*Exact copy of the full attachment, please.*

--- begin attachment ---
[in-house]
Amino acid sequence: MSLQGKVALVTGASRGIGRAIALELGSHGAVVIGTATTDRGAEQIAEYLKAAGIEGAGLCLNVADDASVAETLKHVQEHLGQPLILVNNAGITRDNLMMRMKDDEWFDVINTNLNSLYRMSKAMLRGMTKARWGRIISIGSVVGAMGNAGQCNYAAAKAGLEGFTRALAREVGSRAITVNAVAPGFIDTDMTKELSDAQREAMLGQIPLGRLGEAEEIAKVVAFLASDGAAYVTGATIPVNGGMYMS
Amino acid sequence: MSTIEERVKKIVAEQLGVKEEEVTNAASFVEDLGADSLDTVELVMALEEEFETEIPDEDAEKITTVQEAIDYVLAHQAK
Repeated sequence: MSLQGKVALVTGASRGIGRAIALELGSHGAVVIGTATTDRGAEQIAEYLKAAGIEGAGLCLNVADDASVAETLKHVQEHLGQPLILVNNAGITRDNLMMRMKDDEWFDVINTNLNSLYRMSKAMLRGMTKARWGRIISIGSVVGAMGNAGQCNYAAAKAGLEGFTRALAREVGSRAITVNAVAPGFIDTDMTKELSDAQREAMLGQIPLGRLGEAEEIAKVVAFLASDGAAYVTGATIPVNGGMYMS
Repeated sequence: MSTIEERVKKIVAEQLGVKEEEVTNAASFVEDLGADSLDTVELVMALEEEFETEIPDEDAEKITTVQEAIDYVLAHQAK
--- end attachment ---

[in-house]
Amino acid sequence: MSLQGKVALVTGASRGIGRAIALELGSHGAVVIGTATTDRGAEQIAEYLKAAGIEGAGLCLNVADDASVAETLKHVQEHLGQPLILVNNAGITRDNLMMRMKDDEWFDVINTNLNSLYRMSKAMLRGMTKARWGRIISIGSVVGAMGNAGQCNYAAAKAGLEGFTRALAREVGSRAITVNAVAPGFIDTDMTKELSDAQREAMLGQIPLGRLGEAEEIAKVVAFLASDGAAYVTGATIPVNGGMYMS
Amino acid sequence: MSTIEERVKKIVAEQLGVKEEEVTNAASFVEDLGADSLDTVELVMALEEEFETEIPDEDAEKITTVQEAIDYVLAHQAK
Repeated sequence: MSLQGKVALVTGASRGIGRAIALELGSHGAVVIGTATTDRGAEQIAEYLKAAGIEGAGLCLNVADDASVAETLKHVQEHLGQPLILVNNAGITRDNLMMRMKDDEWFDVINTNLNSLYRMSKAMLRGMTKARWGRIISIGSVVGAMGNAGQCNYAAAKAGLEGFTRALAREVGSRAITVNAVAPGFIDTDMTKELSDAQREAMLGQIPLGRLGEAEEIAKVVAFLASDGAAYVTGATIPVNGGMYMS
Repeated sequence: MSTIEERVKKIVAEQLGVKEEEVTNAASFVEDLGADSLDTVELVMALEEEFETEIPDEDAEKITTVQEAIDYVLAHQAK